Before last February I swore I'd never buy a Kindle and had no desire to read inferior eBooks. I was old school, damnit, and I'm in my forties and too old to change now. Then Kim bought me a Kindle and I fell in love and can't imagine life without it.

I swore I'd never listen to an audio book as well. What use was that when I still had good eyes to relax and read with? I didn't want to hear some strange voice reading to me. I wasn't four anymore and needing mommy to read me a bedtime story. I was a big boy and could now read to myself.

But, as an author, I'm always looking for new ways to connect with readers. It seemed like every eBook I added to Kindle someone wanted the link for the B&N version or SmashWords or Lulu. So I spread my work around to appease the masses (said tongue in cheek, I promise).

Then someone asked if I had any of my books available on audio. I answered, truthfully, not yet, but I was working on it. As in, as soon as you asked me the question I started working on it.

I spent days and nights researching the various ways to get a quality audio book together, and decided right away I had neither the voice nor the equipment to do it myself. I needed a… wait, what did they call them again? Oh, yeah, a Narrator.

So I signed up on a site and posted a sample chapter of my Dying Days zombie novella, figuring it would be a perfect place to start. Besides, that was the book the reader asked about, so I was hoping I'd have one sale from it.

I also put out a blanket call on Facebook and Twitter in case anyone was interested in narrating it and had a good voice. If I could throw some work at someone I already knew, so much the better, right?

Then I started getting narrators interested and sending me samples of the work. As soon as I started listening I realized something: I had no idea if they were good or not. I'd never listened to a book in my life.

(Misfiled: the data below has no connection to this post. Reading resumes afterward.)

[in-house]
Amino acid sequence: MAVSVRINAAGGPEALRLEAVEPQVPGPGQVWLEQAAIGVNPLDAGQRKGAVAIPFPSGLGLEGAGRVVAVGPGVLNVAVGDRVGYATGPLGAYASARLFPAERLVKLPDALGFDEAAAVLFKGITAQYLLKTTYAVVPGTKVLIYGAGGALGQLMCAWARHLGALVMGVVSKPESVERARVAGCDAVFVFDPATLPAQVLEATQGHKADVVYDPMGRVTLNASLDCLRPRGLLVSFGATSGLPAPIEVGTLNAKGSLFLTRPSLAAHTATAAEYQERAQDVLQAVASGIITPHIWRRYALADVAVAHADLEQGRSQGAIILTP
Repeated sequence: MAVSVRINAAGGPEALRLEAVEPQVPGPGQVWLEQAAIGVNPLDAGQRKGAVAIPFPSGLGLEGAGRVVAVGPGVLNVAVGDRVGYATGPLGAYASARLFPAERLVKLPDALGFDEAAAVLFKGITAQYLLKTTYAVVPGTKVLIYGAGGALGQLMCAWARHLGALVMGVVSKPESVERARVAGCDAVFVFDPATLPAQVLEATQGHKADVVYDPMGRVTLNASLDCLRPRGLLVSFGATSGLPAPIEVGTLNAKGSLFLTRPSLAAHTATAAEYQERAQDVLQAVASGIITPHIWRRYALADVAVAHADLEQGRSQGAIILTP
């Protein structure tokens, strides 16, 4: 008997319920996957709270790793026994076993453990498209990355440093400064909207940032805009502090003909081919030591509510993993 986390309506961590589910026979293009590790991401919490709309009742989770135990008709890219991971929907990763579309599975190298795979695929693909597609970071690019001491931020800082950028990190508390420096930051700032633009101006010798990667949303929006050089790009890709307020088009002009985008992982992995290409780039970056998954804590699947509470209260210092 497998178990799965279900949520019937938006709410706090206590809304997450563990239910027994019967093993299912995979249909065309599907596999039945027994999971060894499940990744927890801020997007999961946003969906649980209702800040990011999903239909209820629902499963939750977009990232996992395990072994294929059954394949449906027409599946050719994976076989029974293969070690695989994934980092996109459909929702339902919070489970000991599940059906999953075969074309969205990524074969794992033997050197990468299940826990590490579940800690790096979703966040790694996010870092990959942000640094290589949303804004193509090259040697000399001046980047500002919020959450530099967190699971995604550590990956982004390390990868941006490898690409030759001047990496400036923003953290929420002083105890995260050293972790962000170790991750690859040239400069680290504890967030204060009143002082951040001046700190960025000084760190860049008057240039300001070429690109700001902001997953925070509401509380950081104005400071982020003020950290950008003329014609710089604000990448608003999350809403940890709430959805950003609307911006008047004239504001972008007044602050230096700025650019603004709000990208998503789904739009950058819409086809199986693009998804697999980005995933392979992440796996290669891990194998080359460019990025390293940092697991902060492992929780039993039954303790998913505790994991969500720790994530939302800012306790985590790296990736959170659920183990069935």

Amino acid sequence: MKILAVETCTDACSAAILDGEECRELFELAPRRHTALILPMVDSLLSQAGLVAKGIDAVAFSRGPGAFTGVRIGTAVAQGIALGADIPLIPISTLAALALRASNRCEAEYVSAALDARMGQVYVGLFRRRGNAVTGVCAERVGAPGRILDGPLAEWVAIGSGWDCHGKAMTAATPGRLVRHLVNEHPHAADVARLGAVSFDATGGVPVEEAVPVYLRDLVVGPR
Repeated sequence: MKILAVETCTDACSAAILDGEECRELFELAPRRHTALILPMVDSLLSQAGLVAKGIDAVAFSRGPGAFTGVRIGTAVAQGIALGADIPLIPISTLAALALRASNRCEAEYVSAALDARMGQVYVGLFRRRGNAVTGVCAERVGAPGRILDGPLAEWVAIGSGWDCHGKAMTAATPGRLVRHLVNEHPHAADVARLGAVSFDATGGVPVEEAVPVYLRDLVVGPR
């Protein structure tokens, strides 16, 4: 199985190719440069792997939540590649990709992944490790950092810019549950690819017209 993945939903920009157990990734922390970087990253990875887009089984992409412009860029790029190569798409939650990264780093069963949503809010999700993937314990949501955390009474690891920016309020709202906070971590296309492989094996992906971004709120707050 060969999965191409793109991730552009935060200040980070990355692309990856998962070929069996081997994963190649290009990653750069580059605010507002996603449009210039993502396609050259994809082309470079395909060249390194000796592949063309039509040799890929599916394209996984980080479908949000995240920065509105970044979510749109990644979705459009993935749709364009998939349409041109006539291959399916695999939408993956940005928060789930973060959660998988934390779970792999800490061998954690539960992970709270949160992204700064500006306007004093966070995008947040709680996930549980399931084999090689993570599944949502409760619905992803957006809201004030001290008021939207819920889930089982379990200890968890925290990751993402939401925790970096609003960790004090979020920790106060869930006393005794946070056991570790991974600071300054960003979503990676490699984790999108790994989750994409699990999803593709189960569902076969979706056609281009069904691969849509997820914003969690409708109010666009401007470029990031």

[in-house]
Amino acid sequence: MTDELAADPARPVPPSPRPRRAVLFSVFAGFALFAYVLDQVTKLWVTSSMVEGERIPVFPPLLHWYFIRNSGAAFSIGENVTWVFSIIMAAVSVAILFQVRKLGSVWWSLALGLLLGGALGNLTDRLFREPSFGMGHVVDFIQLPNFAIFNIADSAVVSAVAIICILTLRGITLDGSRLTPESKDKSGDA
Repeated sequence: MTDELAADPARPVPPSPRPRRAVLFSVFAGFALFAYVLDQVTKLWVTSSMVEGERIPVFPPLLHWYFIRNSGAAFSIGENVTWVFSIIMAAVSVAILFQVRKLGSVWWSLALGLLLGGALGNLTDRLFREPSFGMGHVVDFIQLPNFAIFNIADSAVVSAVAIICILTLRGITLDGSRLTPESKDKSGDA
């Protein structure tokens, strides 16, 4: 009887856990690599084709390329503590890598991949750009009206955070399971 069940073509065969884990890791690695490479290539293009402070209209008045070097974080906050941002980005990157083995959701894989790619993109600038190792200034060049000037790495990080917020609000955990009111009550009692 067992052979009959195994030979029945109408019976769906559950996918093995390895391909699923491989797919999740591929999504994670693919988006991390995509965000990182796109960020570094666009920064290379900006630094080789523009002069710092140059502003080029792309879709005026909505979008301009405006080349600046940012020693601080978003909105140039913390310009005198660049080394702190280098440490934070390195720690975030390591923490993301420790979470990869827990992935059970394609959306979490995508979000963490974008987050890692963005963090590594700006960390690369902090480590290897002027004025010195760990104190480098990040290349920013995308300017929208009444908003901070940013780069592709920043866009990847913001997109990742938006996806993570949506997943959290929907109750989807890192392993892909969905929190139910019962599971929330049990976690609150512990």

So I bought three of the cheapest horror and/or thriller audio books I could find and listened to them and heard what I liked and hated about the narrators and style.

I decided what made sense for Dying Days would be a female narrator since our main character, Darlene Bobich, is a female. That made sense. I had several to choose from and a couple narrators were pretty good, but one above all else intrigued me.

Amanda Lehman. I loved her sample and knew her voice well. The reason? I grew up across the street from her. How weird is that? We both grew up on Orchard Avenue in Belford, New Jersey, directly across the street. I hung out with her older brother as a kid and we all played kickball and football and manhunt at night.

I hadn't seen or spoken to her in probably twenty years. She'd married a guy I knew that was always cool, played bass, had long hair, a crazy dry sense of humor and loved Queensryche as much as I did. Alexis was the man, and the handful of times we hung out we had some fun. Heck, somewhere is a demo tape of me screaming into a mic doing Metal/hardcore crap with Alexis putting it all together musically.

Amanda was a few years younger than me, and I even remember her parents bringing her home from the hospital when she was born. Now, here she was, dropping the F bomb reading my story and making it come to life.

Out of everyone in the world who could potentially read Dying Days, she'd grown up a kickball throw away. And I couldn’t be happier with her reading and look forward to her diving into Dying Days 2 at some point as well.

Funny how life is sometimes stranger than fiction.


All six of us - Todd Brown, Mark Tufo, Ian Woodhead, Armand Rosamilia, John O'Brien and Dave Jeffery - hope you'll keep following us on the Summer of Zombie blog tour, and comment as we go along.

And… one lucky commenter for each blog will receive a Free eBook or Print book from one of the authors! Simply leave a comment with your e-mail address and we'll pick a random winner each day! Simple as that!